Title: The Off Season (Book 2 in Dairy Queen)
Author: Catherine Gilbert Murdock
Publisher: HMH Books
Release Date: May 22, 2007
Life is looking up for D.J. Schwenk. She’s in eleventh grade, finally. After a rocky summer, she’s reconnecting in a big way with her best friend, Amber. She’s got kind of a thing going with Brian Nelson, who’s cute and popular and smart but seems to like her anyway. And then there’s the fact she’s starting for the Red Bend High School football team—the first girl linebacker in northern Wisconsin, probably. Which just shows you can’t predict the future. As autumn progresses, D.J. struggles to understand Amber, Schwenk Farm, her relationship with Brian, and most of all her family. As a whole herd of trouble comes her way, she discovers she’s a lot stronger than she—or anyone—ever thought.
This hilarious, heartbreaking and triumphant sequel to the critically acclaimed Dairy Queen takes D.J. and all the Schwenks from Labor Day to a Thanksgiving football game that you will never forget.
This sequel to Dairy Queen was fantastic! I liked the change of setting, considering that there were a lot less scenes that involved cows present and that there are only so many thoughts a person can have while milking. The book focused on other issues, including family, sports, injuries, love, friends, and much more that you’ll have to read the book to find out about.
The story kept up it realism, which I appreciated. D.J.’s family had it’s own brand of dysfunctionality, but it gave a better sense of them to the readers and developed their characters a lot more. I liked the fact that D.J. was essentially the same person, but her changing outlook on life that had started in the first book continued in this one. I also called the fact that this book had a lot more of Win in it, although it turns out that I like Bill better as an older brother. D.J.’s metaphors and comparisons also have a lot of relevance, again, and there are things that she figures out and puts into words that I know certain people could use to listen to and take to heart. She also grows up a lot in this book, dealing with her family and all the problems that they face; there are young people and even full-grown adults I know who wouldn’t not have been able to deal with her life in the capable way she did, despite the emotional roller-coaster she experienced.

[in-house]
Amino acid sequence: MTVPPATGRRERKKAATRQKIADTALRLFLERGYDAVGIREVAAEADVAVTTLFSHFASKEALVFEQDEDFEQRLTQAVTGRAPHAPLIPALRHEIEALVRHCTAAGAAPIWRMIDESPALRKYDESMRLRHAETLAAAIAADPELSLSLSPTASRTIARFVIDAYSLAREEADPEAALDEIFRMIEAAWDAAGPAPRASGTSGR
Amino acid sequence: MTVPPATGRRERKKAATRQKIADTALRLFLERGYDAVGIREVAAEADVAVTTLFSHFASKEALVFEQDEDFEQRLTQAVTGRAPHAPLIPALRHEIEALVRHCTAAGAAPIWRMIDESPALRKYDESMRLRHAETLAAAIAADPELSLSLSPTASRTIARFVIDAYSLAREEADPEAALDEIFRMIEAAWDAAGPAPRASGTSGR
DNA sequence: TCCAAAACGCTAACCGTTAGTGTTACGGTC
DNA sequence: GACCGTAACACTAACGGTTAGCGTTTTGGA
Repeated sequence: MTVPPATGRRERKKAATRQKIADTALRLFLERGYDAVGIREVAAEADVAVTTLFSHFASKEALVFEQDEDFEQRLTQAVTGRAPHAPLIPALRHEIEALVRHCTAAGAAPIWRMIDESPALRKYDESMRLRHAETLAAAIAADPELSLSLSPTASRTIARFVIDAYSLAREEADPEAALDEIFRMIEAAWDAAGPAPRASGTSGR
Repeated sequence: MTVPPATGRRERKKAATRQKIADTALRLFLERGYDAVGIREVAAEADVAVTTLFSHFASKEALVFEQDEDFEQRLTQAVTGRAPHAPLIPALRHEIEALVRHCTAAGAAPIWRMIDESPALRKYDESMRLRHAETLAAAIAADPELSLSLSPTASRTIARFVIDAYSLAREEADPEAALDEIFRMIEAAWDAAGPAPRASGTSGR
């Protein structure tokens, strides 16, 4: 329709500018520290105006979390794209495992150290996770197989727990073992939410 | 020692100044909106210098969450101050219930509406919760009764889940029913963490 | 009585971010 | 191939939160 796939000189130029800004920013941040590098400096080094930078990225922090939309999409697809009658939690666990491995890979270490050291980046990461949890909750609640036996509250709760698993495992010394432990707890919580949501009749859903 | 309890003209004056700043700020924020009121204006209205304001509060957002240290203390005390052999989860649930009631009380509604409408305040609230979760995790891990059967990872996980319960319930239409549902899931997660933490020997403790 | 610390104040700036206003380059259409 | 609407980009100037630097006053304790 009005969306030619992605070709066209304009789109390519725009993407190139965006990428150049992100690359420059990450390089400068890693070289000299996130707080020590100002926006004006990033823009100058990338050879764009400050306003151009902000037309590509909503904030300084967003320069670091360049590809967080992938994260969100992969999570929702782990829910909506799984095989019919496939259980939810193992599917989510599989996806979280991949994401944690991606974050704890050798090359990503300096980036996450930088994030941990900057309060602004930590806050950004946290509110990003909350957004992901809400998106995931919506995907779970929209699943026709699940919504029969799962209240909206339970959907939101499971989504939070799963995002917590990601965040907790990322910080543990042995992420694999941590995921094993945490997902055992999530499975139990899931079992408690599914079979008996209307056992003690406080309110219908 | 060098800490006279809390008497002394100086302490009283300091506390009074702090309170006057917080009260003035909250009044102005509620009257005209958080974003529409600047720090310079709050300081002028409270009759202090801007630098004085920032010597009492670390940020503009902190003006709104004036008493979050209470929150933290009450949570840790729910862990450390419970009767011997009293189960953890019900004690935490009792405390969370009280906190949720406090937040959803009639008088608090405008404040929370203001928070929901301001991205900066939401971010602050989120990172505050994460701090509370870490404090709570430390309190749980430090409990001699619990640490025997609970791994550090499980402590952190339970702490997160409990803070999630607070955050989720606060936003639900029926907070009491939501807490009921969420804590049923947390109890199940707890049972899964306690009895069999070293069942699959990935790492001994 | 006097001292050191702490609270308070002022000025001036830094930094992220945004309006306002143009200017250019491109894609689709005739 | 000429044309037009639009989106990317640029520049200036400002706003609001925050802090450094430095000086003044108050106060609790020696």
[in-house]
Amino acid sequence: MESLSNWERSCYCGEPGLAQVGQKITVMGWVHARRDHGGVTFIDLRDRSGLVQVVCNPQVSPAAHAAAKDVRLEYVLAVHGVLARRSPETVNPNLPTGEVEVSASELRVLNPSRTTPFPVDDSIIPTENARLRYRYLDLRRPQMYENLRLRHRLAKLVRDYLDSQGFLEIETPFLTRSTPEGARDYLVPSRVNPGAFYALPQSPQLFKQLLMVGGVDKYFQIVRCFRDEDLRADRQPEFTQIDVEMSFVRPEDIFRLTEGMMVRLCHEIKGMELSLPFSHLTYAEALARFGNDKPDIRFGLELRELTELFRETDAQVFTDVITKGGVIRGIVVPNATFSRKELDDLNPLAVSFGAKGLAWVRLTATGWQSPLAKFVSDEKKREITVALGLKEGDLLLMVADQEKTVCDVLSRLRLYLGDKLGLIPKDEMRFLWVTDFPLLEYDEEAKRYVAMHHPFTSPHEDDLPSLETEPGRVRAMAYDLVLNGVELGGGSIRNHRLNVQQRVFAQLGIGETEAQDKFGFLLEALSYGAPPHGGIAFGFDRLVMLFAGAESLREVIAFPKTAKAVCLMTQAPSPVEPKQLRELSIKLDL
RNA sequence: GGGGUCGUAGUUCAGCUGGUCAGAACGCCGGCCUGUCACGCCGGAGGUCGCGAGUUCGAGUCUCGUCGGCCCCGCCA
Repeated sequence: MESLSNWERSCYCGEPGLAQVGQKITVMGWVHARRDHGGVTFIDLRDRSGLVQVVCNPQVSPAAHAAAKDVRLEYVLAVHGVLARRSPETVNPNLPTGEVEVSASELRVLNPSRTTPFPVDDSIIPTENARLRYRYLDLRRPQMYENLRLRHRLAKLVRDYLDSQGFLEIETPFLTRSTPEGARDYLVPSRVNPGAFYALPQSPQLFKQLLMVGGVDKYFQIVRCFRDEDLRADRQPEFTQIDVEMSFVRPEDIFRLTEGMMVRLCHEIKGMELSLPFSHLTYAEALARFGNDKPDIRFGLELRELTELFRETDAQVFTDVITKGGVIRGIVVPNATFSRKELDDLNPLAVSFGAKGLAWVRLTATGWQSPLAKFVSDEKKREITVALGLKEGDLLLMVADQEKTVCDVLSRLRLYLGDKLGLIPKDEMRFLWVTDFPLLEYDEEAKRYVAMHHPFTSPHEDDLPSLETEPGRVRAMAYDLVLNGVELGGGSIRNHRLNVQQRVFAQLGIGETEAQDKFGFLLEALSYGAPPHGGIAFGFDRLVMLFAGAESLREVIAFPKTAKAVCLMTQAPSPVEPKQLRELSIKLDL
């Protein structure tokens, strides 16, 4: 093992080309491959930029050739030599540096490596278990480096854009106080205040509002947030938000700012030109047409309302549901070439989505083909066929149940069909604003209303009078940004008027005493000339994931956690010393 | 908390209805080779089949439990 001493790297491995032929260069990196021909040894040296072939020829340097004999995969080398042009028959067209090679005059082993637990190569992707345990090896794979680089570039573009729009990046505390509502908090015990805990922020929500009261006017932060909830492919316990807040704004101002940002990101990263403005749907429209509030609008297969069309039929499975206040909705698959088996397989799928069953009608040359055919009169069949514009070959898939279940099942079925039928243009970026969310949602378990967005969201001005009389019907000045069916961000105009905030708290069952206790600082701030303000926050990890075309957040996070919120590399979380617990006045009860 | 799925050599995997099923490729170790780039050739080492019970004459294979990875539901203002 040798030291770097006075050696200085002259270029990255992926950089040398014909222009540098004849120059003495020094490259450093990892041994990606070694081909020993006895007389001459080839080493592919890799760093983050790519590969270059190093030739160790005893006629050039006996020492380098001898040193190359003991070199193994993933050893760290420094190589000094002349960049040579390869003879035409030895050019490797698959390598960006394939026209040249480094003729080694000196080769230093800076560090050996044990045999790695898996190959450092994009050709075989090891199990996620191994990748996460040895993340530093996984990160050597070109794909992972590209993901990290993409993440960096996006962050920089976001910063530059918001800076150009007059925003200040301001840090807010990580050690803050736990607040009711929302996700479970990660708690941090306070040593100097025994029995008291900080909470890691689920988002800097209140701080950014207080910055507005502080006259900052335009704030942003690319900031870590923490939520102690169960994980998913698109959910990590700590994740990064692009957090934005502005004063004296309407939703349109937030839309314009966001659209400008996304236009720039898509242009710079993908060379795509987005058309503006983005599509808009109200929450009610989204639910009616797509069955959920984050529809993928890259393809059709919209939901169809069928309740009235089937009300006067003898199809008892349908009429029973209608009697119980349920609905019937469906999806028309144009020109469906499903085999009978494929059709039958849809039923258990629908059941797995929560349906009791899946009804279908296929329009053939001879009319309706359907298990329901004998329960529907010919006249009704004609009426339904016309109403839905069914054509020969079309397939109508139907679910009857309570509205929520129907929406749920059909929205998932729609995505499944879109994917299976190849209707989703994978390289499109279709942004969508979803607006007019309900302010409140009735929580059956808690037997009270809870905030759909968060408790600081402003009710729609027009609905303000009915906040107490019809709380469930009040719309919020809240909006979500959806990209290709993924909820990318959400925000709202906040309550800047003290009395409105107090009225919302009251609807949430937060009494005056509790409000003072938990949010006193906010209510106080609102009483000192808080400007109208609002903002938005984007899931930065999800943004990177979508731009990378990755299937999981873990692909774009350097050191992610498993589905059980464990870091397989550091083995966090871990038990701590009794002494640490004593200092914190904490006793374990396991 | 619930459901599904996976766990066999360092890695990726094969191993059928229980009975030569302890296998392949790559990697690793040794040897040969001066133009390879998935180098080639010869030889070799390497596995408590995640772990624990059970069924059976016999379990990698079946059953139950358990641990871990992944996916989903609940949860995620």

The romantic aspects of the book were interesting, but a little predictable at the same time. I’m sort of glad it happened the way it did; without giving too much away, I hope my prediction for the next book and D.J.’s romantic interests are right and that things continue the way they seem to be heading. D.J. needed this romantic experience, as well as the strength-of-character experience that she both learned and gained from it.
I also liked the conflict that came up with football, and even though I wish things had turned out differently, everything was realistically set and I got seriously invested in D.J.’s future, all things considered. Basically, this was a fantastic sequel, and I can’t wait to start in on the third book; the author has done an awesome job, and I can’t imagine it getting better (even though I’m sure it will)!
*Note: Due to mild sexual content and profanity, I do not recommend this book to readers under the age of 12.